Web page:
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Futureproofing agriculture for the health of the nation

On the 12th September DEFRA published the much-anticipated Agriculture bill. As the UK prepares to leave the European Union in March 2019, this legislation will shape the agricultural system for the foreseeable future. Whilst the Bill is positive in its environmental ambitions, it’s disappointing that a Bill which is essentially about the production of food pays no attention to our diets and health.

Within CAP, farmers are currently paid subsidies based on the size of land they farm. Despite several reforms to the CAP; the system mainly favours large farms and does little to promote and incentivise production of nutritious food.  Food production in the UK predominantly occurs on large farms, many of whom would struggle to survive without farming subsidies. Even with large and highly efficient farming operations, the UK imports nearly half of its food.

With all the uncertainty that lies ahead – in the short term with Brexit negotiations and the medium to long term with trading relationships and climate change; this Bill is the Government’s golden opportunity to deliver two ambitions – not only for ‘ours to be the first generation to leave the natural environment in a better state than we found’ (which was a Conservative Manifesto promise) but also to build a policy environment which incentivises the production of nutritious foods which promote the health of British citizens.

A large part of the bill is focused on the provision of public goods for public money. Clean air, the internet and parks are all considered public goods as they comply with two defining elements of a public good, they benefit all without exclusion (non-excludability) and do not diminish as others use them, ensuring all can enjoy (non-rivalry).

The current Bill considers animal health and welfare as a public good; even though it is excludable and rivalrous.  Animal health and wellbeing is very important, so too is the health and wellbeing of our citizens. And yet, our health has thus far been rejected as a public good on the grounds that it doesn’t comply with a definition of a public good.

Why nutritious food should be considered an access good.

The consumption of nutritious food helps deliver the public good of a healthy society, thereby qualifying nutritious food as an access good.   A healthy population is a public good because it brings a wider set of non-rivalrous and non-excludable benefits, including:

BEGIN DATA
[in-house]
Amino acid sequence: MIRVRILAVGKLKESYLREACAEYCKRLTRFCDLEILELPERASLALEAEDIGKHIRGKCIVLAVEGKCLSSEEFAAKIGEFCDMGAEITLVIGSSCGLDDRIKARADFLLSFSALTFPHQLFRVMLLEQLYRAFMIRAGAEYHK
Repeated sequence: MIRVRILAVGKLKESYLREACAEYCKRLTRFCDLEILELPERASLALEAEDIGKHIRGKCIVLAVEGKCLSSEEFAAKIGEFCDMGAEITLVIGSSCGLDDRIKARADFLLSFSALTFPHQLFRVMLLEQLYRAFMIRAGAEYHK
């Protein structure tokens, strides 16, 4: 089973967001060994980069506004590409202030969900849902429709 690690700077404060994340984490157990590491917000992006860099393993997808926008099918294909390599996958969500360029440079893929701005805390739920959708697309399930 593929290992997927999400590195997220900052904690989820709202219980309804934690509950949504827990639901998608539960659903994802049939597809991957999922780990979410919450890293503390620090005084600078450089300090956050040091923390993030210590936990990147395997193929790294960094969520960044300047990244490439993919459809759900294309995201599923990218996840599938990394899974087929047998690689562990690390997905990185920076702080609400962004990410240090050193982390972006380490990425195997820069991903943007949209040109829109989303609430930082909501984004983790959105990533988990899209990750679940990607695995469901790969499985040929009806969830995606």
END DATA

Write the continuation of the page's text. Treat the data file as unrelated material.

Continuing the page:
– a reduced burden on the tax payer: what we eat is now the second largest driver of ill health and death in the UK – second only to tobacco. The public purse is bearing the consequences of this with soaring NHS bills resulting from heart disease, diet-related cancer, stroke, obesity related diseases and a burgeoning number of people being diagnosed with Type 2 diabetes) and the opportunity cost of this means reductions will benefit all in a non-rival and non-excludable manner.

increased economic productivity resulting from less absenteeism and presenteeism; this will benefit all in a non-rival and non-excludable manner as GDP increases.

impacts on the transport system: such as the size of cars to accommodate larger people. This is both rivalrous and excludable as larger sized vehicles would limit the number of vehicles allowed on roads and larger vehicles would likely increase the cost of travel as well as carry a larger carbon footprint.

a healthier society; with reduced multi-morbidity and poor mental health will benefit all in a non-rival and non-excludable manner.

a more equal society; obesity has a higher incidence among disadvantaged households, and also imposes a disproportionate burden on those already disadvantaged. Reducing inequality will benefit all in a non-rival and non-excludable manner.

Therefore the Food Foundation is calling for the Agriculture Bill to include “supporting nutritious food production which protects public health.

As we await the return of Parliament for the second reading of the Agriculture Bill on the 10th October where amendments will be put forward, we echo the words of Professor Richard Smith, Deputy Pro Vice Chancellor and Professor of Health Economics, University of Exeter Medical School:

The Government has a duty to intervene in the market when, left to its own devices, it fails to protect or promote the creation of public goods. The Agriculture Bill is an opportunity to be seized, to incentivise the production of nutritious food to mitigate the harmful effects of obesity and to lay the foundations for a healthier society, which will benefit us all.